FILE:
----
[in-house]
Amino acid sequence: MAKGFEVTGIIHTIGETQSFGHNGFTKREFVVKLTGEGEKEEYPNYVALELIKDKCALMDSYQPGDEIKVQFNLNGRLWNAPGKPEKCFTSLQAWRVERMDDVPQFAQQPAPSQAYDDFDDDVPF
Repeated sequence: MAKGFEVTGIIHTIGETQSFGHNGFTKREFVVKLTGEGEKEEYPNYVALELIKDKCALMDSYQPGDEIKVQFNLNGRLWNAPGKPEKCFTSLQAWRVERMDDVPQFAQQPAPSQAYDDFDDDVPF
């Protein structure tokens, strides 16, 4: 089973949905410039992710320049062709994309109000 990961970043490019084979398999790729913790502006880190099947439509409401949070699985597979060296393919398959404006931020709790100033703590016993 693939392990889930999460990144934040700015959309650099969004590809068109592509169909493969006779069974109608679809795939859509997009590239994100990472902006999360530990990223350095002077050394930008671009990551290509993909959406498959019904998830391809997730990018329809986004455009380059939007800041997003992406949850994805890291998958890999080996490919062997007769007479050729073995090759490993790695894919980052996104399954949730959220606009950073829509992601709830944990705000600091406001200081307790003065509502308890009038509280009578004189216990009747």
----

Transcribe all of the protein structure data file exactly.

[in-house]
Amino acid sequence: MAKGFEVTGIIHTIGETQSFGHNGFTKREFVVKLTGEGEKEEYPNYVALELIKDKCALMDSYQPGDEIKVQFNLNGRLWNAPGKPEKCFTSLQAWRVERMDDVPQFAQQPAPSQAYDDFDDDVPF
Repeated sequence: MAKGFEVTGIIHTIGETQSFGHNGFTKREFVVKLTGEGEKEEYPNYVALELIKDKCALMDSYQPGDEIKVQFNLNGRLWNAPGKPEKCFTSLQAWRVERMDDVPQFAQQPAPSQAYDDFDDDVPF
């Protein structure tokens, strides 16, 4: 089973949905410039992710320049062709994309109000 990961970043490019084979398999790729913790502006880190099947439509409401949070699985597979060296393919398959404006931020709790100033703590016993 693939392990889930999460990144934040700015959309650099969004590809068109592509169909493969006779069974109608679809795939859509997009590239994100990472902006999360530990990223350095002077050394930008671009990551290509993909959406498959019904998830391809997730990018329809986004455009380059939007800041997003992406949850994805890291998958890999080996490919062997007769007479050729073995090759490993790695894919980052996104399954949730959220606009950073829509992601709830944990705000600091406001200081307790003065509502308890009038509280009578004189216990009747």